In the early 2000s, MoveOn members helped lead the charge in opposing the misguided U.S. war on Iraq. Now, just over a decade later, the nation again finds itself positioned to enter a war half-way around the world with a country posing no direct threat to our safety or security and with unknowable consequences for years to come. 

President Obama is proposing a military strike that raises the specter of another Iraq War—and we're still dealing with the costs of that war today. It's critical that every one of MoveOn's 8 million members pick up their phones today to let Congress know plain and simple: We oppose a military intervention in Syria. 

Notably, Galland's language goes way beyond anything her email survey asked her members to ratify. It could be that most, or all, MoveOn members, share this world-view. But nothing in the group's engagement of its members around Syria demonstrates that people actually have come to this settled opinion.

The real problem with "clicktivism" isn't, as my well-first-named colleague Micah White has argued, that it creates a false sense of efficacy on the part of people who click to sign petitions and thus waters down activist energy. it's that it allows the managers of big email lists to think that they are really engaging with a "base" when actually all they are doing is aggregating the atomized voices of individuals.

Real power isn't just in being able to flood Congress with emails and phone calls--it's in knitting together networks of people who know each other, understand each other's thinking, and have come to consensus on how they see the world and how they want to act in it. The managers of groups like MoveOn, DFA and the PCCC have those networks with each other personally, and to some extent with some super-volunteers on their lists, but for the most part their so-called members don't even know they are members of anything.

To be fair, it isn't as if older advocacy organizations that claim to speak on behalf of their memberships are better on these terms. As Dave Karpf, professor at George Washington University (and occasional techPresident guest contributor) noted to me in an email, "One big lesson here is that the new groups are meaningfully deliberative in a way that the old groups aren't. I've noticed blast messages…from 38Degrees, Democracy for America, and MoveOn so far. All adopt a tone of 'this is complicated, we're thinking hard about it, and we'd really like to hear from you.' I've seen nothing from legacy groups. Legacy groups simply aren't wired to ask."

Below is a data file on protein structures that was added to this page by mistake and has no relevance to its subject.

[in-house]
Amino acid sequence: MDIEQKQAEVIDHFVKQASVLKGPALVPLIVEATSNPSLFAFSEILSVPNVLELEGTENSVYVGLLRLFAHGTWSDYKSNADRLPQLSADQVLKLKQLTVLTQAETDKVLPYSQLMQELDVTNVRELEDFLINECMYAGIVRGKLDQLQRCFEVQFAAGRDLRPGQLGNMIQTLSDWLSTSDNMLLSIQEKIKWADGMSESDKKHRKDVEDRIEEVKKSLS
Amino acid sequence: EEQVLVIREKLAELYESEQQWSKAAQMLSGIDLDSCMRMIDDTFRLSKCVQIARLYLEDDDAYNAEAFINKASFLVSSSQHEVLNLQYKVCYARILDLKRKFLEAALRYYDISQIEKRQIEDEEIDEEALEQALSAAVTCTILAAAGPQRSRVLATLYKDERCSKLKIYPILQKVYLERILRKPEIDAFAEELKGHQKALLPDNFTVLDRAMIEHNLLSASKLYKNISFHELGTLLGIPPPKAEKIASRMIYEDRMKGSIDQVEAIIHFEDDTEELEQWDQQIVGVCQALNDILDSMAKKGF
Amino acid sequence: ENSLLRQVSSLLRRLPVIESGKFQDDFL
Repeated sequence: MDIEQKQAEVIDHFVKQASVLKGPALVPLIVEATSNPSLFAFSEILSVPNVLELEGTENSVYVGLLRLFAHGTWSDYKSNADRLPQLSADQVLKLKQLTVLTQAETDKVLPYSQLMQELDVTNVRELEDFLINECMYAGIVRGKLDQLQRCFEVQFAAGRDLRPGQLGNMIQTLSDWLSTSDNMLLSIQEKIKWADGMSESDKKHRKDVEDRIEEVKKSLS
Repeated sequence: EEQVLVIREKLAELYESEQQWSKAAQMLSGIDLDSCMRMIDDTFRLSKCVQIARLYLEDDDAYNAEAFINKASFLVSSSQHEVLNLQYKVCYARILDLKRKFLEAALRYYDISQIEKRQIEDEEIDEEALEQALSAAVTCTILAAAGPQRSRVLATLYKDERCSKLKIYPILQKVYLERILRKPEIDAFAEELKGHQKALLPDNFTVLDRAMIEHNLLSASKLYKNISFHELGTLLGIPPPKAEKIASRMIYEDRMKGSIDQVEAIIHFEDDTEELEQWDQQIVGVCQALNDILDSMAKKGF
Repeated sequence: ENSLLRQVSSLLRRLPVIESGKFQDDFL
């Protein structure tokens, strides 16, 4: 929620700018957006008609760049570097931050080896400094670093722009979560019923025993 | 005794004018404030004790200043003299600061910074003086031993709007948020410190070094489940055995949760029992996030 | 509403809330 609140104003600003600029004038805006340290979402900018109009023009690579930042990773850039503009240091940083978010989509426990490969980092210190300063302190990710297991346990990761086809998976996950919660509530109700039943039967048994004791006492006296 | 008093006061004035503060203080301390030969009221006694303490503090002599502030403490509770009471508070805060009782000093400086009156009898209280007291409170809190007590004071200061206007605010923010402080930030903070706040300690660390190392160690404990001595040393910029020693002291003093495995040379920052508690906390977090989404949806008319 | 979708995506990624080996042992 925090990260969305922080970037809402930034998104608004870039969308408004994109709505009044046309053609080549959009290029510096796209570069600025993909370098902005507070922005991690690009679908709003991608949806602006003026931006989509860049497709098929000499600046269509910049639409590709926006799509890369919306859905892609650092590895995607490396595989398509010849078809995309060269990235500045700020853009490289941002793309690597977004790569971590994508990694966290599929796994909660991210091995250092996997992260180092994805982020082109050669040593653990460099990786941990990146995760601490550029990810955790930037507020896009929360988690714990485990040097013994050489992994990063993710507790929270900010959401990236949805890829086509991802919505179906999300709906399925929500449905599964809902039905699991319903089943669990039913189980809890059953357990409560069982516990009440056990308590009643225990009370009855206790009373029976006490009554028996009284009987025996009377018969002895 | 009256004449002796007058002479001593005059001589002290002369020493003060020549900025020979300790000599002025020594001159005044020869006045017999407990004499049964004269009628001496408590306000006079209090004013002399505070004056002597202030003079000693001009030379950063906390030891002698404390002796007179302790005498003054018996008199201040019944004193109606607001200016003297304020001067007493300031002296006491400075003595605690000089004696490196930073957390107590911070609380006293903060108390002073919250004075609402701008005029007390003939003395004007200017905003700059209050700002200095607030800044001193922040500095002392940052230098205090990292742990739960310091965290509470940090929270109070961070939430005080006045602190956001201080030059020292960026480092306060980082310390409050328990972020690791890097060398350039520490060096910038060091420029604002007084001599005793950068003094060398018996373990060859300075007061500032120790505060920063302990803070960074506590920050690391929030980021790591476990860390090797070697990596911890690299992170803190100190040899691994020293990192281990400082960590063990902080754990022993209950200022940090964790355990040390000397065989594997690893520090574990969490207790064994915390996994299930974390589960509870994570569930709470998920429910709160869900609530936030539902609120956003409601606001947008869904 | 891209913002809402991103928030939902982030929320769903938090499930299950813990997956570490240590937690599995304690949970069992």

He adds, "I think that's fascinating, because it points out *calibration*. Netroots orgs don't ask their members for active direction on every issue. That would be tedious and slow. But they ask their members on the tough ones."

But Karpf, who argues in his valuable book The MoveOn Effect that what these groups are generally engaged in is collecting "passive democratic feedback" in order to speak effectively on behalf of online constituents, agrees that this isn't enough.

"On the tough issues, we should craft better deliberative tools than a blast email! I think the big dynamic is that passive democratic feedback should blend into active democratic feedback in times like this. I'm imagining a sliding scale, with different technologies arrayed from passive to active. On one end you have A/B testing -- so passive that the members don't even realize the trace opinion data is being gathered. On the other end is a face-to-face deliberative session (online or offline), tied to a binding vote. In between you'd have online membership surveys, yougov online polls, blog comment threads, twitter hashtagged conversations, network backchannel email threads, Moveon's 'member forum,' and the Liquid Democracy platform."

"My perspective is that, 10 years in, this is the best we ARE doing, and it's an improvement over the status quo alternative," he concludes.

I disagree. Email may be great for petitions and fundraising around urgent issues where a lot of people agree about something, but the structure of that model is a few people (or one person) initiate, and a lot of people join if the petition matches their interest. But no one would ever try to use email for a discussion about what to think or do about a complex issue. So, online organizers tend not to try to involve lots of people in such discussions, and instead try for a proxy effect--a small group standing in for a larger group. The reality is that this isn't really creating much power, other than for the people who manage these lists.

Worse yet, what these kinds of tools and campaigns produce is a weak "we"--the members of MoveOn, DFA or the PCCC in this case haven't really talked with each other and heard the arguments that might lead them to change their minds; or even more useful, understood where the optimal consensus of a large group might be. Instead, the leaders of these groups want to argue that when a majority of a minority of their members take a position, that's a good proxy for everyone. Or as Green's email put it, for "the base."